Given what has happened in the world over the last few years – the last few decades, for that matter – it’s hard to imagine that reports like this from the New York Times should come as a surprise to public sector employees, many of whom are working on borrowed time.
A City Outsources Everything. Sky Doesn’t Fall.Maywood sounds like a very unusual place. Just south of Los Angeles with as many as 50,000 residents packed into just one square mile and a police force that sounds like it was completely dysfunctional before it was disbanded, bankruptcy was the city’s only alternative to letting all 66 city employees go.
Not once, not twice, but three times in the last two weeks, Andrew Quezada says, he was stopped and questioned by the authorities here.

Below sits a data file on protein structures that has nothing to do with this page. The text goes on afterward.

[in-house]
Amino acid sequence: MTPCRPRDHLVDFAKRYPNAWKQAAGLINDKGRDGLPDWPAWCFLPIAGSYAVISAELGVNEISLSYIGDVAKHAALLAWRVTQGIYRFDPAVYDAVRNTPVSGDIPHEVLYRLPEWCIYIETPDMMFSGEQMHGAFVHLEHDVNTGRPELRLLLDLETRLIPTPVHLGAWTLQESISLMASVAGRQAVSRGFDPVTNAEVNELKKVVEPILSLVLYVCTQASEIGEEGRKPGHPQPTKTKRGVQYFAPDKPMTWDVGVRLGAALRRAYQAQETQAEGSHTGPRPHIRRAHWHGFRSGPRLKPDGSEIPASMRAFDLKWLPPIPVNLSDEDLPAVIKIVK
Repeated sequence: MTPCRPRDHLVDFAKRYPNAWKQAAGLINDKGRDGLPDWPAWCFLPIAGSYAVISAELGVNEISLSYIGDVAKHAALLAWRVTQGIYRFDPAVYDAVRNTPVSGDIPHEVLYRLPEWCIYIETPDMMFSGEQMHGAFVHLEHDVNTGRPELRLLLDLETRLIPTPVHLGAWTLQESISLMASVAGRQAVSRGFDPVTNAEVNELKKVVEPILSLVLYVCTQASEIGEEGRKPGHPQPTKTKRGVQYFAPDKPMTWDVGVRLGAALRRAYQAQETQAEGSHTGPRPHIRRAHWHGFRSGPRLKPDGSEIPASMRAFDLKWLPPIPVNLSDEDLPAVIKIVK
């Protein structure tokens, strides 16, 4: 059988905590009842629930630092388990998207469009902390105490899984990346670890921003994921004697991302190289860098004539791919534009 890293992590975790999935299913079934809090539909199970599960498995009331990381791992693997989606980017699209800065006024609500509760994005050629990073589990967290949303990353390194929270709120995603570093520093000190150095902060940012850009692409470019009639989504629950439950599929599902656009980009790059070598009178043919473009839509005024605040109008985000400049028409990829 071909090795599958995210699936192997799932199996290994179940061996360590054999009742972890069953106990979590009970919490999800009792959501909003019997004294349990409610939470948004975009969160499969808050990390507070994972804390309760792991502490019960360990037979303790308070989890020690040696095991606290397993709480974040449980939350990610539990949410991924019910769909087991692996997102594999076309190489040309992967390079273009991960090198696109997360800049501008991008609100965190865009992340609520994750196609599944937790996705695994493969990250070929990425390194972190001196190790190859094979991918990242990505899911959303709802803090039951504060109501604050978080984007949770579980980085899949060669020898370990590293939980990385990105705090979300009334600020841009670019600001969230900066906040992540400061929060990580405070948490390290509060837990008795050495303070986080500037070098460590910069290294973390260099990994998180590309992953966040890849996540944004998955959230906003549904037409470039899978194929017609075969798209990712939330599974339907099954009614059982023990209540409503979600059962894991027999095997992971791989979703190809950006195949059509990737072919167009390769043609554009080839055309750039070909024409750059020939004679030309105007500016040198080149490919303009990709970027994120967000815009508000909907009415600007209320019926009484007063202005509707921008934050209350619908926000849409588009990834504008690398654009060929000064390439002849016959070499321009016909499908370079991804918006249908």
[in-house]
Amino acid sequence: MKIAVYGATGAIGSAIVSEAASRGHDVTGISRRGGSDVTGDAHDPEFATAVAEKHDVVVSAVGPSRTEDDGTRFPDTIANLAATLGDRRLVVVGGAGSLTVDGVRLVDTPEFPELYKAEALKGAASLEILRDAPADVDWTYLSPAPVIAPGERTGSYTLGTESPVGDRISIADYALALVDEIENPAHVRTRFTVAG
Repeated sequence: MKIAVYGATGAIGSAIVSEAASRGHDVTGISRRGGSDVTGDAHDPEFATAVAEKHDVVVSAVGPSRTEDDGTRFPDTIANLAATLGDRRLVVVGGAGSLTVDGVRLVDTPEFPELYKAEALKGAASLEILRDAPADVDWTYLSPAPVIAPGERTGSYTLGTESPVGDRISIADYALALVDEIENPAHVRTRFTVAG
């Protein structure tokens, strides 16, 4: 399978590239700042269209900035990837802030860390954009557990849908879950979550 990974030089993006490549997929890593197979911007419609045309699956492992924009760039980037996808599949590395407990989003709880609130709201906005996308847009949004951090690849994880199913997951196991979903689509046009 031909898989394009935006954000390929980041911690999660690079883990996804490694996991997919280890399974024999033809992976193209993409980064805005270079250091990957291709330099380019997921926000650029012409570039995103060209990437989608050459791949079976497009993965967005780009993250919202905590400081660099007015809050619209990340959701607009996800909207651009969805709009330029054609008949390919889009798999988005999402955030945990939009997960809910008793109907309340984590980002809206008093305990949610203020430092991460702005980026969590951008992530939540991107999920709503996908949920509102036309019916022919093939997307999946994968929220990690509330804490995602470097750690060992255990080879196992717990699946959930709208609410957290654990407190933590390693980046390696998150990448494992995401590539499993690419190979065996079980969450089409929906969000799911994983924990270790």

Mr. Quezada, a high school student who does volunteer work for the city, pronounced himself delighted.
“I’m walking along at night carrying an overstuffed bag,” he said, describing two of the incidents. “I look suspicious. This shows the sheriff’s department is doing its job.”
Chalk up another Maywood resident who approves of this city’s unusual experience in municipal governing. City officials last month fired all of Maywood’s employees and outsourced their jobs.
While many communities are fearfully contemplating extensive cuts, Maywood says it is the first city in the nation in the current downturn to take an ax to everyone.
Nonetheless, a growing number of people across the land are realizing that it makes little sense for the city worker mowing the courthouse lawn to be making $50,000 or more in wages and benefits when a contractor could do the same job for a fraction of the cost.
This article has been republished from Tim Iacono's blog, The Mess That Greenspan Made.